—Prudie

Dear Prudence,
Several years ago, I was diagnosed with cancer. It was caught early and I only required one relatively minor surgical procedure and a course of radiation. I am a private person, and if I did not have to change my schedule for several weeks to accommodate the radiation, I don't think I would have told anyone at work. Since then, I have been added to a "survivor's list." My organization holds several events each year to raise funds and awareness for cancer issues, and I am always invited to these. They want me to wear a special shirt, stand in a special place, and be recognized as a survivor. I am appreciative of the group’s efforts and do make financial contributions, but I do not want to participate in any ceremonies, so I usually say I’m not available. But the pressure is increasing. I heard from a friend who is active in the group that the coordinator of the events says I hurt the cause by not being there. I don't want a confrontation, but what should I do?

—Healed

Dear Healed,
Some people turn their experience of illness into a cause and dedicate much of their lives to better treatment and a cure. Other people emerge from illness grateful that they can resume their previous lives and eager to shed the identity of patient. No one has to justify their response to facing a serious illness. It is obnoxious and unacceptable that your workplace, in the name of altruism no less, is intruding into your most private experiences. You shouldn't have to do anything more than respectfully decline to attend the events. But if you feel this is affecting your work life, then you should first address this with the coordinator. How lovely that this person feels raising money for cancer allows him or her to hound those who've survived it! Say that you appreciate the efforts, but you are a private person and don't wish to discuss your illness, especially in a public setting. If that doesn't stop the pressure, explain the situation to your boss or human resources. Say that life is too short to have to deal with such unpleasantness.

—Prudie

Dear Prudence,
My wedding is around the corner, and mostly I've been a pretty cool bride. However, my bridesmaids are wearing revealing strapless dresses and one of my bridesmaids has a terminal case of hairy legs and pits. I have a suspicion that I'm not supposed to ask my bridesmaid to shave, but I'd like to. My fiancé is pretty insistent upon it. One of my friends was in a wedding a few years ago where one of the bridesmaids apparently had lots of armpit hair on display, and that is her most indelible memory of someone else's very expensive, very carefully planned day. Do I share with my bridesmaid my friend's experience and my own preference for a hairless ceremony? I do get to plan the aesthetics of the day, but does this include underarms? What should I do?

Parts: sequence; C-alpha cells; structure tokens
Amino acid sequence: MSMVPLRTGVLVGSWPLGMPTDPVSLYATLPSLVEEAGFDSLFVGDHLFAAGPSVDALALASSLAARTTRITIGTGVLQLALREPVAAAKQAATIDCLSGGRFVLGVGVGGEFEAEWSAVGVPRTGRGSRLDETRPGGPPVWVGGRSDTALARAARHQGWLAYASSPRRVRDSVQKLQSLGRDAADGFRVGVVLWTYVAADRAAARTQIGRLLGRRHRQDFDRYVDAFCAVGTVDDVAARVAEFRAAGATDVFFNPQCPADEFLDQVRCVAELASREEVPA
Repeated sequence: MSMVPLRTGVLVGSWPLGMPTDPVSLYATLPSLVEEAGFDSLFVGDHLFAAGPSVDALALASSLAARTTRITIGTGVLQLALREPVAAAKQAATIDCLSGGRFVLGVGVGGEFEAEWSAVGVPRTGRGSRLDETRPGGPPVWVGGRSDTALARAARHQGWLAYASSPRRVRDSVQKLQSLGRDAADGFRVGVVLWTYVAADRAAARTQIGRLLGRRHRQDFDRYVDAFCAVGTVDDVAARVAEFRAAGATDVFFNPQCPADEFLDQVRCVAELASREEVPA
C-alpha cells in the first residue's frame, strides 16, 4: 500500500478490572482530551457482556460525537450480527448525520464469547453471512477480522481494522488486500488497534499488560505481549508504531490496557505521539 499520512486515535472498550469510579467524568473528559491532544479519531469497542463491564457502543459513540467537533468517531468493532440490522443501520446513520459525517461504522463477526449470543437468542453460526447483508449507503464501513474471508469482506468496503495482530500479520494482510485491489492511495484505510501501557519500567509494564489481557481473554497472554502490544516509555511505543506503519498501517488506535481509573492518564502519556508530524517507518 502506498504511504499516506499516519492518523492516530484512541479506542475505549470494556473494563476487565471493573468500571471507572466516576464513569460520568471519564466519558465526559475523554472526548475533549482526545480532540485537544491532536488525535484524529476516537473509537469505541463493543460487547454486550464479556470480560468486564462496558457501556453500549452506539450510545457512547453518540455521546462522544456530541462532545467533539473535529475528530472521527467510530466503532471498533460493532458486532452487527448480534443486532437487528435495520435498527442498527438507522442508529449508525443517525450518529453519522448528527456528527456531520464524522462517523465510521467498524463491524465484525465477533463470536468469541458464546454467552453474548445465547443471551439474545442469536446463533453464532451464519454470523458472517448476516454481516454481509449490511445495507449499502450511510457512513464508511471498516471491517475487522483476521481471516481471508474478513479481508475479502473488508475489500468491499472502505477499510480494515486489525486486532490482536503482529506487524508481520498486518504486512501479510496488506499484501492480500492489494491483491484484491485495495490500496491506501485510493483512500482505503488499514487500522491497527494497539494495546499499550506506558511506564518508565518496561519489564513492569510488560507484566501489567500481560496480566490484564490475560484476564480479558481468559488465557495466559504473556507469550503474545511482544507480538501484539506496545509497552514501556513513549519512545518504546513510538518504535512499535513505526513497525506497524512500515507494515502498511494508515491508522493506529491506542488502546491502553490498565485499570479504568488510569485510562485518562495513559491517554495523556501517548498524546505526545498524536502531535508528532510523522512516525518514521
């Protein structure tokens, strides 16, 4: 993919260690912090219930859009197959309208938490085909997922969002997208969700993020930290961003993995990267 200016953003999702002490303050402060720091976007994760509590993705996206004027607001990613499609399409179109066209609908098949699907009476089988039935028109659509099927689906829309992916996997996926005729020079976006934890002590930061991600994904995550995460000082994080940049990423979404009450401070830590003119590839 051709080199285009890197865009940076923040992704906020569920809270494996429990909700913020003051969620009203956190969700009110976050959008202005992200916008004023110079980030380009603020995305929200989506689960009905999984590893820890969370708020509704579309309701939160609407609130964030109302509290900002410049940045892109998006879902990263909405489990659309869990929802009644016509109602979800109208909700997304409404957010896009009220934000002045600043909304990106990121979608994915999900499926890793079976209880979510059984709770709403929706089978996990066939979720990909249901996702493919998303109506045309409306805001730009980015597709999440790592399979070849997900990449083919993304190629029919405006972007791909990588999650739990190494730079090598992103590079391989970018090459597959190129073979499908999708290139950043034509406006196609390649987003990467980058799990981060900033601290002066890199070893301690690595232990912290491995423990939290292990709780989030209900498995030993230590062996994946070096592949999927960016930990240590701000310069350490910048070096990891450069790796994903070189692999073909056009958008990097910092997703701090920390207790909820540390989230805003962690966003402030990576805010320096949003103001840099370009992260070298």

—I Either Do or I Don't

Dear Either,
There are times when someone’s armpits become everyone’s business. But your free-spirited bridesmaid is not stinking up the joint with her B.O.; you just feel she is giving visual offense with her undergrowth. If you know someone well enough to ask her to be in your wedding party, presumably you also were aware that she’s a natural kind of person. I have a hard time imagining you telling this bridesmaid the parable of the expensive wedding that has been reduced to a follicular memory of an unshaven pit. One of the most delightful things about weddings is not the impeccable aesthetics of the bride, but the moments of eccentricity from those gathered together. So I think you should hold your peace. Upon hearing that your fiancé “insists” on a hairless bridesmaid, I hope you say to him, “Please, be my guest and tell Melissa you’d be happy to lend her your Gillette Fusion ProGlide.” At the end of a Jewish wedding ceremony, it’s traditional for the groom to step on a glass and break it. Many reasons for this are given; one is that it’s helpful to keep in mind that nothing is ever perfect. If the worst thing that happens on your special day is a fuzzy armpit, you’re off to a good start.

—Prudie